Throughout 2015 Phoenix Contact, TUV SUD Product Service, Mechan Controls and Axelent have been co-hosting free Electrical and Functional Safety training courses at venues around the UK to help machine builders (OEMs), system integrators, panel builders, installers and end users understand electrical safety, the concept and application of functional safety, the applicable Directives, Regulations and standards, and the implications for attendees. The final workshop took place at the Imperial War Museum Duxford on 3 November and was attended by approximately 40 engineers and managers, plus Jon Severn, the Editor of MachineBuilding.net, who has written the following review.
Most of the day was devoted to presenters outlining and explaining some of the most important machinery safety standards. Those covered in most detail were:
- BS EN 60204-1 Safety of machinery. Electrical equipment of machines. General requirements
- BS EN ISO 14119 Safety of machinery. Interlocking devices associated with guards. Principles for design and selection
- ISO 14120 Safety of machinery. Guards. General requirements for the design and construction of fixed and movable guards, which is replacing BS EN 953
- BS EN 13857 Safety of machinery. Safety distances to prevent hazard zones being reached by upper and lower limbs
- BS EN 349 Safety of machinery. Minimum gaps to avoid crushing parts of the human body
- BS EN ISO 13849-1 Safety of machinery. Safety-related parts of control systems. General principles for design
- BS EN ISO 13849-2 Safety of machinery. Safety-related parts of control systems. Validation
- BS EN 62061 Safety of machinery. Functional safety of safety-related electrical, electronic and programmable electronic control systems
Stewart Robinson of TUV SUD Product Service delivered many of the presentations, drawing on his years of experience in developing safety-related control systems and assessing existing installations. It was also clear that he has an in-depth understanding of machinery safety standards, explaining aspects of the standards that he believes to be flawed. He also highlighted several subclauses from the standards - such as the colours of warning lamps on machines - that are not always complied with; however, he stressed that it was arguably more important for companies to ensure warning lamp colours are consistent across all of their machines.
Given that EN 1088 ceased to provide a presumption of conformity to the Machinery Directive in April 2015, Stewart Robinson took time to explain some of the important differences between this standard and the International Standard that has replaced it, namely ISO 14119:2013.
Another important change to the machinery safety standards is the replacement of EN 953 by ISO 14120. This was covered in the presentation by Marcel Darroch-Davies of Axelent. He also discussed some of the other requirements relating to machine guarding.
Functional safety - EN ISO 13849 and EN 62061
In the afternoon there were presentations focusing on functional safety, including a very useful session in which software tools for performing EN ISO 13849 and EN 62061 calculations were introduced, and the pros and cons discussed. The most widely used tool is Sistema, but others are the PAScal tool from Pilz and the Siemens Safety Evaluation Tool that can be used online free of charge (while Sistema can be used only for ISO 13849-1, the Pilz and Siemens tools can be used for both ISO 13849 and EN 62061).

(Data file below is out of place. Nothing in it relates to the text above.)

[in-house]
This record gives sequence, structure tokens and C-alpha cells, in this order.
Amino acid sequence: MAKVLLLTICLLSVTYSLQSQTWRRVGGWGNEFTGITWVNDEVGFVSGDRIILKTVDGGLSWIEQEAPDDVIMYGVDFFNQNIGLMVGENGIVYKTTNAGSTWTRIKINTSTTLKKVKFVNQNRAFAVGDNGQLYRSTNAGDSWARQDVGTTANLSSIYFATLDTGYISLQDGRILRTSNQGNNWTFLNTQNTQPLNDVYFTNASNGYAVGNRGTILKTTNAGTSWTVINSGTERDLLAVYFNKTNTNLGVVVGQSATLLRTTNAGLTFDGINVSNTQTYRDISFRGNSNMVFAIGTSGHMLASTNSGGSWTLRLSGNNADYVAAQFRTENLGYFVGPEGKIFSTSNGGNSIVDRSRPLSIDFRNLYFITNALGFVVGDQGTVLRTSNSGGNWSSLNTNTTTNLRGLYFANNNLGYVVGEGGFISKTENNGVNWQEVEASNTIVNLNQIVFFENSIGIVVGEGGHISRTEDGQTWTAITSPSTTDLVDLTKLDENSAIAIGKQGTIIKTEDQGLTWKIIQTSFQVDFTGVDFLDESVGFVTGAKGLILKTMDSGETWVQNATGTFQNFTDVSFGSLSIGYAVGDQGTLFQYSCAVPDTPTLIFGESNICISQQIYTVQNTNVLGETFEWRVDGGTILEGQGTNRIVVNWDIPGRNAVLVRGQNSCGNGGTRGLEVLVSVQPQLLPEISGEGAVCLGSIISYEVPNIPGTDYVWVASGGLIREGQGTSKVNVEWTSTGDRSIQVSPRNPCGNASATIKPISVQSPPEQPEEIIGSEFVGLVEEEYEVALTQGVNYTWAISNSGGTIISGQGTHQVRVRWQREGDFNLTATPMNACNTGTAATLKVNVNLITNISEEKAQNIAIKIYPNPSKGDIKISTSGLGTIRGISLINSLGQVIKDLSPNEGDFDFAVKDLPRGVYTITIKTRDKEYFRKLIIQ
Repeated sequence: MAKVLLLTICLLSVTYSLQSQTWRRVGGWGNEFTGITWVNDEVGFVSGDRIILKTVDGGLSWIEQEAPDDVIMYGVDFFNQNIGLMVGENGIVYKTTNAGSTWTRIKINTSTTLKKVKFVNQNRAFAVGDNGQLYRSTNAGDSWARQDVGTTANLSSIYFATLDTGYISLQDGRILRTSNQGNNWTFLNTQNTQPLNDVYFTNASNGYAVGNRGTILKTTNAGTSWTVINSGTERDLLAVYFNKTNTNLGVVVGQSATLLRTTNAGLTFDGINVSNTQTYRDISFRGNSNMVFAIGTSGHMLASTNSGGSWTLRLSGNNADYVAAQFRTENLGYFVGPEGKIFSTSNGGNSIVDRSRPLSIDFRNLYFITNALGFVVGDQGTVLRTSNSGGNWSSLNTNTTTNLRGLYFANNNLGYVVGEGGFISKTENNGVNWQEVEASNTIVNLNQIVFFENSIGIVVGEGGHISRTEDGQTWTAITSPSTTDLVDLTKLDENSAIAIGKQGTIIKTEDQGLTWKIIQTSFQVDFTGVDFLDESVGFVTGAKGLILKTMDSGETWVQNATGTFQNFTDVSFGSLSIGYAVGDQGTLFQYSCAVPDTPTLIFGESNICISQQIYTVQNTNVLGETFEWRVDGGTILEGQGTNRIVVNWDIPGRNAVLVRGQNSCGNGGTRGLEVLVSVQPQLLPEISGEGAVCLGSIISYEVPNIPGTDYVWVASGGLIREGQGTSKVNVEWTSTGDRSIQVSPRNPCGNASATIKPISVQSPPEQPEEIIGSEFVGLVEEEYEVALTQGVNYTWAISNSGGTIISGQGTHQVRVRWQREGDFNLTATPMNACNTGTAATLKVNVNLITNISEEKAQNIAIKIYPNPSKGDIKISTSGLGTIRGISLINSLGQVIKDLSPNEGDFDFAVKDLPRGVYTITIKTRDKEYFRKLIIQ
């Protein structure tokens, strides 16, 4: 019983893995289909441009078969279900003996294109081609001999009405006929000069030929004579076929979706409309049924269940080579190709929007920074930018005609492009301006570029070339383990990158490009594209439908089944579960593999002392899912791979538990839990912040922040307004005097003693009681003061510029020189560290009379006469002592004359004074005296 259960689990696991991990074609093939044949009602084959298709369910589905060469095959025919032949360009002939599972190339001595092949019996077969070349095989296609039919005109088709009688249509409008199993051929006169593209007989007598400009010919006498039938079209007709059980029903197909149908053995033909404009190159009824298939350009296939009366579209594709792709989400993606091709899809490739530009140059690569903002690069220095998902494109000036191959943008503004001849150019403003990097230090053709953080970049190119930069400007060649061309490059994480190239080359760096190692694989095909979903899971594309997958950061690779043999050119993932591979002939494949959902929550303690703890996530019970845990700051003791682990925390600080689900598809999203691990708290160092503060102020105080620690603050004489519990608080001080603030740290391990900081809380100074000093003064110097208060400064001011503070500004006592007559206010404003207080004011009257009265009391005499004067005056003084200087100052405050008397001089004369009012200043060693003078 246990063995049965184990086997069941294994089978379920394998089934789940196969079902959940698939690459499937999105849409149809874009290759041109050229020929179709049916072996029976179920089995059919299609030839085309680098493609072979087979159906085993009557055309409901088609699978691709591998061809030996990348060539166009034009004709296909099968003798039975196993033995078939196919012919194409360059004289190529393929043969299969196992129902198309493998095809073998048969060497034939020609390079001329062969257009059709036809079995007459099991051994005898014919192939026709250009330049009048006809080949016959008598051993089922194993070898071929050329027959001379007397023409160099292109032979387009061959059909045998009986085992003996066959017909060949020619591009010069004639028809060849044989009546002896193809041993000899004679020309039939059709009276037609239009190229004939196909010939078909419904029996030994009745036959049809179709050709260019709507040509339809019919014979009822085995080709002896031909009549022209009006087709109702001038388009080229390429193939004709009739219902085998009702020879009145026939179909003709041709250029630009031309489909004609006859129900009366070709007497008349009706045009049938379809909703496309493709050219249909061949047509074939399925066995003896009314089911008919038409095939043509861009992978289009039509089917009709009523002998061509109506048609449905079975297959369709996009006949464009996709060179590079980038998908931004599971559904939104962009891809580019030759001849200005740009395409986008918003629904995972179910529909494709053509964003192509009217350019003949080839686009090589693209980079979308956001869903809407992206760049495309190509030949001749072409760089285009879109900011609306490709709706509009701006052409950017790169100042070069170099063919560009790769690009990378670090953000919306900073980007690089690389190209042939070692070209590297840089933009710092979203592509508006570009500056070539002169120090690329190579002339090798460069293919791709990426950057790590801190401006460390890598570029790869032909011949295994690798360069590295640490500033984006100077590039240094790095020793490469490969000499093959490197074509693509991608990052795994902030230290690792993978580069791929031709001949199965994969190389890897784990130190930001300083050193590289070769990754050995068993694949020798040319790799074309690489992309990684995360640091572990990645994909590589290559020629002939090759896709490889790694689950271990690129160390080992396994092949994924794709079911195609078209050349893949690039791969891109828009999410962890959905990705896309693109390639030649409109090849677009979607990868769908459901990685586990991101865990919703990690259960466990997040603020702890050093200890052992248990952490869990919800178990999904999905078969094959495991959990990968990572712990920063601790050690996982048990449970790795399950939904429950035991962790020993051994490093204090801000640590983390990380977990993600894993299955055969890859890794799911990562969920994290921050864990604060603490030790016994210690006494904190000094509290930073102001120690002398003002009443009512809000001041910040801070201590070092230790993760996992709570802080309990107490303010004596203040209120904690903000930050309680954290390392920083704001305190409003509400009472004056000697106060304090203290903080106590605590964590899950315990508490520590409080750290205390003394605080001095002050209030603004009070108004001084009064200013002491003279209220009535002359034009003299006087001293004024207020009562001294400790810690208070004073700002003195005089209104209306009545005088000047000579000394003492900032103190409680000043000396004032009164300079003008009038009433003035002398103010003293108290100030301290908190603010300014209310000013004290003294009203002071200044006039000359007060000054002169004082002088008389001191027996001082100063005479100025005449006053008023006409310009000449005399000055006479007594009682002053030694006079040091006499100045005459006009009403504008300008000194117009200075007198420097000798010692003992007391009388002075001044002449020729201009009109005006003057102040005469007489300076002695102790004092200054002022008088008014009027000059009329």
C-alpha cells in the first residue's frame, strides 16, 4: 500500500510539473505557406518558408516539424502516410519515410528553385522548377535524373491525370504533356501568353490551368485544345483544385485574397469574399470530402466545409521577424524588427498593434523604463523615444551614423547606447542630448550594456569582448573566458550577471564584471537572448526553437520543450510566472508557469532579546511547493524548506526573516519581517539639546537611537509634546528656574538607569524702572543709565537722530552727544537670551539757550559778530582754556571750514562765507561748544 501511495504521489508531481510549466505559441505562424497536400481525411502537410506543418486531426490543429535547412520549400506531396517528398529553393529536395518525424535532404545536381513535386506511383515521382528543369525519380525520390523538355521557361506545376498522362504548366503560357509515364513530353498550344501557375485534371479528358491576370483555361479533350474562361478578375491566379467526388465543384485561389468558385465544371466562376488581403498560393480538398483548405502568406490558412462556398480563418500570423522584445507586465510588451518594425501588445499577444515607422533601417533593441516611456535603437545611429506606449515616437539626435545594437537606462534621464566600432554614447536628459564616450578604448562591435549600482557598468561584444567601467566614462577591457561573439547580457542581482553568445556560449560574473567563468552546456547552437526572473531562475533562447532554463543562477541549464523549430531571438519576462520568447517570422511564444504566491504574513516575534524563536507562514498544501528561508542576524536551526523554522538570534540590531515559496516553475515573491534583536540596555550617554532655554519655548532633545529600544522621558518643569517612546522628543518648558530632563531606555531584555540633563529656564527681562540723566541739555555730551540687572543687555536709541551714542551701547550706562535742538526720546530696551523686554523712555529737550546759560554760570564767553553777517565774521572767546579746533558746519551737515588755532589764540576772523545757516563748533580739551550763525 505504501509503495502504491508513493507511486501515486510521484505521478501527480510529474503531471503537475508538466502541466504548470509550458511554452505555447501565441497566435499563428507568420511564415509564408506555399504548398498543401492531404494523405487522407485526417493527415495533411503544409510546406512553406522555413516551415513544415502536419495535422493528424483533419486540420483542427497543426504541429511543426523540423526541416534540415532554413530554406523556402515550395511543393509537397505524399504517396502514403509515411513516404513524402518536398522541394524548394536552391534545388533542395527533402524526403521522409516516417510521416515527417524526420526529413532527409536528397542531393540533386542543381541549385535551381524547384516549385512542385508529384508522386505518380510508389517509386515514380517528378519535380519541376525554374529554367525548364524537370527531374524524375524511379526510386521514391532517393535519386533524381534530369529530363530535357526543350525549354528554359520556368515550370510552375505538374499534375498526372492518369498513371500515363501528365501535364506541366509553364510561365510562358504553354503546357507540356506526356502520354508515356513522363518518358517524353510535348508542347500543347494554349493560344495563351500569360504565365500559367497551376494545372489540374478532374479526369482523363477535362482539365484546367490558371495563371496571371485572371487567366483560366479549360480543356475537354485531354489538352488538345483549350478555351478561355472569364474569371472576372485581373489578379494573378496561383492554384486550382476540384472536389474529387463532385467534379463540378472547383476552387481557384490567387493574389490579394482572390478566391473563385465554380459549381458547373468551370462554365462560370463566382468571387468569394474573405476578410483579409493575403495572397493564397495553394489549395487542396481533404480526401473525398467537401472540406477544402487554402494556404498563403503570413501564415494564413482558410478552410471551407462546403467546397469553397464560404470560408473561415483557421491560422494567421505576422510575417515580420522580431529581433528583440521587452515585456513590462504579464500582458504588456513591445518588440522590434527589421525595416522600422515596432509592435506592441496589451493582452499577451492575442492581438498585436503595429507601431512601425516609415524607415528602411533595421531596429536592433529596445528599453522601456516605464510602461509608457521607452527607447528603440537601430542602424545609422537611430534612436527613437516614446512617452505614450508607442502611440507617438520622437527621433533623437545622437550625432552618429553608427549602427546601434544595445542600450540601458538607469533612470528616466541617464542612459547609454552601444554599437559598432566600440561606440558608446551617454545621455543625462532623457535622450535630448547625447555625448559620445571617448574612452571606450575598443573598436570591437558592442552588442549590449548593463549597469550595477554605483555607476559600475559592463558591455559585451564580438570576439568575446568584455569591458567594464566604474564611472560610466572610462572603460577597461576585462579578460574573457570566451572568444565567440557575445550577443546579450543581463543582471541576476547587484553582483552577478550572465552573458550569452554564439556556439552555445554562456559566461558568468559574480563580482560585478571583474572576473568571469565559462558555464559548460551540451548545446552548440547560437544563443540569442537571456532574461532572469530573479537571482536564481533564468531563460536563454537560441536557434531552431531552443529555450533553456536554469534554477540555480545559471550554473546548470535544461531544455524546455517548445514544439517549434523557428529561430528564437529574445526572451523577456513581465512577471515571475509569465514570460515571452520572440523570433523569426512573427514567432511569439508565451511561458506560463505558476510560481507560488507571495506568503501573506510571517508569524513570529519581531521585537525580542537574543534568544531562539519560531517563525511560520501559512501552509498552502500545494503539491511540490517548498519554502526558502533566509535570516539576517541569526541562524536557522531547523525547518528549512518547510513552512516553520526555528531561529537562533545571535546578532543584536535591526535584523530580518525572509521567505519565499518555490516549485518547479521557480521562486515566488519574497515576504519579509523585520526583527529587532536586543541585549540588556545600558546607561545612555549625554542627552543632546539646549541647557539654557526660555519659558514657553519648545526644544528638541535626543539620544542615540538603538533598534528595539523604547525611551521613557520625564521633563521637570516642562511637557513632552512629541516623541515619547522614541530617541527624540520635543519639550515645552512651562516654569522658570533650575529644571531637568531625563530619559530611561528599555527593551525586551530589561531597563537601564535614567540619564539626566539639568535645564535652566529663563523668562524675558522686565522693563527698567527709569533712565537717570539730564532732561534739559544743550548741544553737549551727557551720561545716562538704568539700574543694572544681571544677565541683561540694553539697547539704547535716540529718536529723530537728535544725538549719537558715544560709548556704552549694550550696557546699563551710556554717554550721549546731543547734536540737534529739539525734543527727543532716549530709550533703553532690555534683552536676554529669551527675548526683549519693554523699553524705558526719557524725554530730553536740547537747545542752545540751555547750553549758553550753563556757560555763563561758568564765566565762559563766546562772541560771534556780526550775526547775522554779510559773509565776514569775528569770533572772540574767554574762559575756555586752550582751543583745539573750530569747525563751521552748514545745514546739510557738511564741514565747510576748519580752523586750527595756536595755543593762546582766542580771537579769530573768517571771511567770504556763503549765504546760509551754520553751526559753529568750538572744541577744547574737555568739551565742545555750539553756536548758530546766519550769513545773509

Simon Davis of Phoenix Contact gave an interesting presentation on the practical application of machine safety. In case anyone had been left in doubt as to the value of machine safety, Simon Davis showed the costs that might be associated with a relatively minor accident involving an unguarded drilling machine. The figures - which came from the HSE website - showed that the total cost could easily be £45,000, which clearly demonstrates the financial advantage of getting machine safety right. Of course the starting point will always be a risk assessment, so Simon Davis also listed a number of different tools and resources that can help in performing machine risk assessments. He also mentioned the Phoenix Contact Safety App for iPhone and iPad.
During the presentations attendees were encouraged to ask questions, and these were either answered at the time or, if the answer needed to be checked, later in the day. Breaks for coffee and lunch provided ample opportunity to talk to the presenters and other representatives from the four co-hosting companies, and there was a tabletop exhibition to showcase some of these companies' latest products.
In addition, there was a chance to see some of the aircraft at Duxford, including a Vulcan and Concorde.
More free Electrical and Functional Safety workshops are being planned for 2016, with dates and venues to be confirmed. The format will probably be similar, though the organisers are reviewing the feedback from this year's events to incorporate any changes they feel will make the workshops even more worthwhile for attendees.
Overall, the event on 3 November was excellent. The content was pitched appropriately for the audience, providing the right level of information but not getting bogged down in minutiae; this meant a great deal of ground could be covered in the time available. And although the co-hosting companies all have products and services to sell, the presentations were focused on standards and machine safety, and were not thinly disguised sales pitches. I would certainly recommend the 2016 Electrical and Functional Safety courses.